K9s have become a major part of law enforcement in the past several years and are frequently used to track missing people in search-and-rescue missions as well as narcotics detection.
The evolution for equality in the workplace is reaching the police K9 industry which is seeing a rise in the number of women defying gender stereotypes by entering the K9 force.
Today The Olive Press talks to David Pino, founder of Montilla K9 Sport—canine detection and rescue, about the female dog handlers in Spain and the use of guard dogs to protect women from abusive partners.
Pino is a specialised police dog handler and instructor-trainer for Canine Units FFCCSS (Security Forces and Corps), Firefighters and Professionals.
With over 12 years experience working with dogs, Pino, former Andalucian Bikejoring and Canicross Pro champion, imparts effective Search and Rescue Dog Training courses and programs all over the Spanish territory, the last on avalanche rescue dogs, in Andorra.
Pino sheds light on the integration of women into law enforcement positions in Spain and female dog handlers.
The first policewomen in Spain were incorporated in 1970, in Cordoba, and it was not until 1988 that women were allowed to enter the Guardia Civil.
“There has been a rise in the incorporation of women into the police force, however the numbers still remain very low and far from where they should be.” Pinos says.
“Women account for a small but growing percentage of police officers, about 12% nationally.
“Fortunately, the need to recruit, train and promote more female officers is receiving due attention and it’s encouraging to see the positive momentum toward creating a more balanced public safety force.
“In regards to female dog handlers, again the percentage, though on the rise, remains low. In Montilla K9 Sport we have three female dog handlers.”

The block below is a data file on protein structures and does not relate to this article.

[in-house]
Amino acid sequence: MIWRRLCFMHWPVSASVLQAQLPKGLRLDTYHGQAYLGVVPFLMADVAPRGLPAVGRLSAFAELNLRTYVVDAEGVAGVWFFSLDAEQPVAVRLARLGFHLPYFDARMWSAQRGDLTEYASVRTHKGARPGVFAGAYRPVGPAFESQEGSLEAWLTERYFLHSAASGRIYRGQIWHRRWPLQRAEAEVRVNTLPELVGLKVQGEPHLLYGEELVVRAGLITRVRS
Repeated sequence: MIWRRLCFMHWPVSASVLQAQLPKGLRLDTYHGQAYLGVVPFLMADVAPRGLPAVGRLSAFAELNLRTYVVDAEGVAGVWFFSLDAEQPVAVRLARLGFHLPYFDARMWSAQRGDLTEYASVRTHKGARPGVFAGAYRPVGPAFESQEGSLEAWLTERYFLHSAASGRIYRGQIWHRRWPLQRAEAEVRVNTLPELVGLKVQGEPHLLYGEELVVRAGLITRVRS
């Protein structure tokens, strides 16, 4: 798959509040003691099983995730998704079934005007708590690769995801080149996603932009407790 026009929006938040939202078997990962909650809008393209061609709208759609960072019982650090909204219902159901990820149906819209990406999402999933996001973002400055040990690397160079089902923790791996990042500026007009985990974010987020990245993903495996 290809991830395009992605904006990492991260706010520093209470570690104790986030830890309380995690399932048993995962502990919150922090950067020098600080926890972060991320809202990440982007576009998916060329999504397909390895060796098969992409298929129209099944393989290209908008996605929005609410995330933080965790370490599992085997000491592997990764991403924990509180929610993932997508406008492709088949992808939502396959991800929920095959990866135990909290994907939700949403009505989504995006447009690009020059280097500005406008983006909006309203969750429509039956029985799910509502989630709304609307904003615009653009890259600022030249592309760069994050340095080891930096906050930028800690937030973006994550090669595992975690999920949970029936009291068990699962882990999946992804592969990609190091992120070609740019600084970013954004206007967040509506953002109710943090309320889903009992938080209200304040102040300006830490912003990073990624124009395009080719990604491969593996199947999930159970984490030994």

What traits do female police officers have that make them stand out from your male colleagues?
Women in general have an innate aptitude for communication, an invaluable skill when defusing potentially volatile confrontations.
In general, and from my own personal experience working alongside female officers, as they can’t rely on physical force, they are less authoritarian in their approach to policing and very effective communicators.
A potentially violent confrontation is usually calmed and dealt with within minutes by a female police officer.
In my opinion, women contribute fundamental skills to the Security Forces and Corps, they are also skilled at addressing violence against women and sex crimes and more needs to be done to encourage them to enter the law enforcement field.
How about female dog handlers, what do they have that make them stand out?
A woman who decides to enter a typically male dominated profession is usually a woman with determination, courage and a fierce work ethic. A combination of these traits make for the ideal dog handler.
These women tend to also be in excellent physical condition in order to effectively handle strong, high energy working dogs.